• Classical Repertoire, English Romantics Division – Deep affinity for Vaughan Williams, possibly Frederick Delius
  • Opera – Creditably conducted Madame Butterfly at Glyndebourne in 2016 (The Guardian: “John Wilson…conducts his first opera as one born to it, with bags of passion and a wonderfully instinctive feel for the ebb and flow of the score”); creditably conducted Porgy and Bess fall 2018 at the English National Opera
  • Film Music – Creditably conducted “British Film Music” for the 2007 Proms; transcribed by ear complete MGM “lost” movie musical scores including The Wizard of Oz and Singin’ In the Rain, resulting in 200+ pieces of programmable material (for the Proms, for example)—many of which are now of course part of the John Wilson Orchestra repertoire—while the complete scores are now available to orchestras worldwide for symphonic and live-to-screen concerts
  • Big Band/Big Swing – Starting in his early 20s John cut his teeth on this type of music, starting with his stint at London’s fancy-shmancy Grosvenor Hotel; recorded 8 albums for Vocalion; nominated for Grammy 2005 for the soundtrack of the biopic Beyond the Sea (which is really the first time I heard the JWO but didn’t know it)
  • Jazz – John has absolutely no idea what jazz is, yet recorded an album entitled Orchestral Jazz. Let me put it this way: John has as much idea of jazz as Shostakovich did.
  • Broadway and the Great American Songbook – DON’T get me started here. I’m going to be blogging about this.

All the rest is just Cantara trying to sort out where bonny John fits into her inner life. Which as it turns out is in every nook, every cranny…

Fanfares, an Album by Onyx Brass, Conducted by John Wilson

Release date 8 March 2018 from Chandos. I know nothing about the English brass tradition so maybe this isn’t the right album for me to be assessing musically. Still, I will follow (almost) anywhere my beloved leads me, so here we are.

The only fanfares I know at present are Copland’s “Fanfare for the Common Man” (here performed and riffed on by Emerson, Lake and Palmer) and—like any red-blooded American—the fanfare that begins Alexander Courage’s “Star Trek Theme” (repeated here); but I also remember from my girlhood a wonderful, very English fanfare that provided the theme for the 1967 BBC series The Forsyte Saga, which I found out only recently is from the first movement entitled “Halcyon Days” from the suite The Three Elizabeths written by Eric Coates.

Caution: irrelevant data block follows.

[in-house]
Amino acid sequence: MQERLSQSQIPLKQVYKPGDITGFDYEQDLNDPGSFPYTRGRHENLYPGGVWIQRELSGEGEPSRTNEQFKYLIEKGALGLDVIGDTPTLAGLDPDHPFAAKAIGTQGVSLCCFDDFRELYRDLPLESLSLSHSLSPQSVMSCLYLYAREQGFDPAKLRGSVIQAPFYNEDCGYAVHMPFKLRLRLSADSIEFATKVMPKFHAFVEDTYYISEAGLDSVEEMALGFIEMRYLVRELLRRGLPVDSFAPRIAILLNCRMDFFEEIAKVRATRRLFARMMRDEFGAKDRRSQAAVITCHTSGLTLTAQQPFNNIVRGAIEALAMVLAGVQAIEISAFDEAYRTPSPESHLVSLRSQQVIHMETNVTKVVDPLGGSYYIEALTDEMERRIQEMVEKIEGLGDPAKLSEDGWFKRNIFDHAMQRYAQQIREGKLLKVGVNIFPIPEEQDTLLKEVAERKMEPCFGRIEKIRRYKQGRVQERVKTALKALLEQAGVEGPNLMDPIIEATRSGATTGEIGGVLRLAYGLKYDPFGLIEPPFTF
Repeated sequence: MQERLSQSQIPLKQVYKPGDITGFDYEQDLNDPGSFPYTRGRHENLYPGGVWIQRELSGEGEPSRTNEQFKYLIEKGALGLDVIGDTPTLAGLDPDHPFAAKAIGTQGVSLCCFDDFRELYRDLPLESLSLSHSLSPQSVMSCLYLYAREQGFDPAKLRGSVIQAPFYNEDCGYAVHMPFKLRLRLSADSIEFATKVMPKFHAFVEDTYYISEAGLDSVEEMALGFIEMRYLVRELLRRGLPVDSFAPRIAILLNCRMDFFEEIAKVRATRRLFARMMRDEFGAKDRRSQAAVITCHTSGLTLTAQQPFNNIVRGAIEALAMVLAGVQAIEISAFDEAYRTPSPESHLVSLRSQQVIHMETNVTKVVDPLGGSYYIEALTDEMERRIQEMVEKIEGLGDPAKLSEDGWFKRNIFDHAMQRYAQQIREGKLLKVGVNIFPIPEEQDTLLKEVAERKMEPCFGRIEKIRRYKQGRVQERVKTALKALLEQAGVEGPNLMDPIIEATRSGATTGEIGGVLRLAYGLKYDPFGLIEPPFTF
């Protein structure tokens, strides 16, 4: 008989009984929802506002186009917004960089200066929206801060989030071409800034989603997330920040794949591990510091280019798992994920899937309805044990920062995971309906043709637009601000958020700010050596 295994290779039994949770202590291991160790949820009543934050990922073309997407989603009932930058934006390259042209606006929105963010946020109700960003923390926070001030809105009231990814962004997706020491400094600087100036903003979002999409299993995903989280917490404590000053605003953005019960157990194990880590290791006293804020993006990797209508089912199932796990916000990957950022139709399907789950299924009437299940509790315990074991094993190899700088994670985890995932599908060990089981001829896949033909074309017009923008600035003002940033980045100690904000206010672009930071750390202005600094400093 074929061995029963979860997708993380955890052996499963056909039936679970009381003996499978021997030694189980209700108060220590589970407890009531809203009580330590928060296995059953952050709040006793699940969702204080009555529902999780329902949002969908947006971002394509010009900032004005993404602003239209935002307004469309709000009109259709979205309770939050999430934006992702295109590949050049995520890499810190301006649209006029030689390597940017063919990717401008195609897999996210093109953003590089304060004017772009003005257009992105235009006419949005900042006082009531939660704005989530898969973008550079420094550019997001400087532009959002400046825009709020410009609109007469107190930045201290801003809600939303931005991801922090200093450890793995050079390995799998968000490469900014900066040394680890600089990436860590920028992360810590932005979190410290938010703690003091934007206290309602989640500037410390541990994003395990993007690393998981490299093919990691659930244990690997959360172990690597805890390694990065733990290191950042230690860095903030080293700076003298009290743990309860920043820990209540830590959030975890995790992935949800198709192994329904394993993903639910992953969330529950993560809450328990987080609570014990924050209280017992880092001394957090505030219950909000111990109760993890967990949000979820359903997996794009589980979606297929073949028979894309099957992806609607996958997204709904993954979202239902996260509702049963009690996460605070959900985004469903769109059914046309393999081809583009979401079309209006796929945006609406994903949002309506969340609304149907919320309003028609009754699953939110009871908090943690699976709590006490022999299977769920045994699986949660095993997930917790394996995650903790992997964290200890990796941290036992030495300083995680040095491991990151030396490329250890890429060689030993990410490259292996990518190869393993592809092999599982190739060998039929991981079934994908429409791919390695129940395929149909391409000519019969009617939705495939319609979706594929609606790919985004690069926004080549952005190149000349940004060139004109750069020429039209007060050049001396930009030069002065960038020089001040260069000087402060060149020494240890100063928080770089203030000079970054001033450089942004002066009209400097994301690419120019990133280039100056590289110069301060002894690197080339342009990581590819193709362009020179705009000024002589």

John Wilson Onyx 4

Said MusicWeb International of Fanfares: “John Wilson proves himself to be a deft and intelligent interpreter of this music which he allows to push on in flamboyant display or swagger with burnished grandeur as the mood demands. The playing of the expanded Onyx brass is of exactly the right kind of easy virtuosity and blazing brilliance.” Check back for my comments after I’ve heard in entirety every one of these 58 freakin cuts.

Carol Burnett in CBS’s Broadcast of the Sammy Fain/Paul Francis Webster Musical Calamity Jane, November 1963

First on CBS (Carol’s network) 12 November 1963, now available in its entirety on YouTube here. Saw this when I was eight—and note the date: This was 10 days before President Kennedy was assassinated. Some bleak Thanksgiving weekend, that.

Carol duos “Secret Love” with big handsome Art Lund starting at 1:22:30. Lund had a swoony hit a few years earlier with Leroy Anderson’s “Serenata” (which I heard in my bassinette and still adore); and people forget Carol Burnett started as a legit Broadway singer with an invigorating presence and great legs. A surprising amount of sexual energy makes it to the small screen here.

Carol Burnett Calamity Jane.jpg

Webster and Fain rearranged the music from the Doris Day MGM musical for this stage version and a new book was brought in by TV writer Paul Shuken, so it sounds nothing like the film version which—of course, my bonny John Wilson being involved—gave the Proms its version.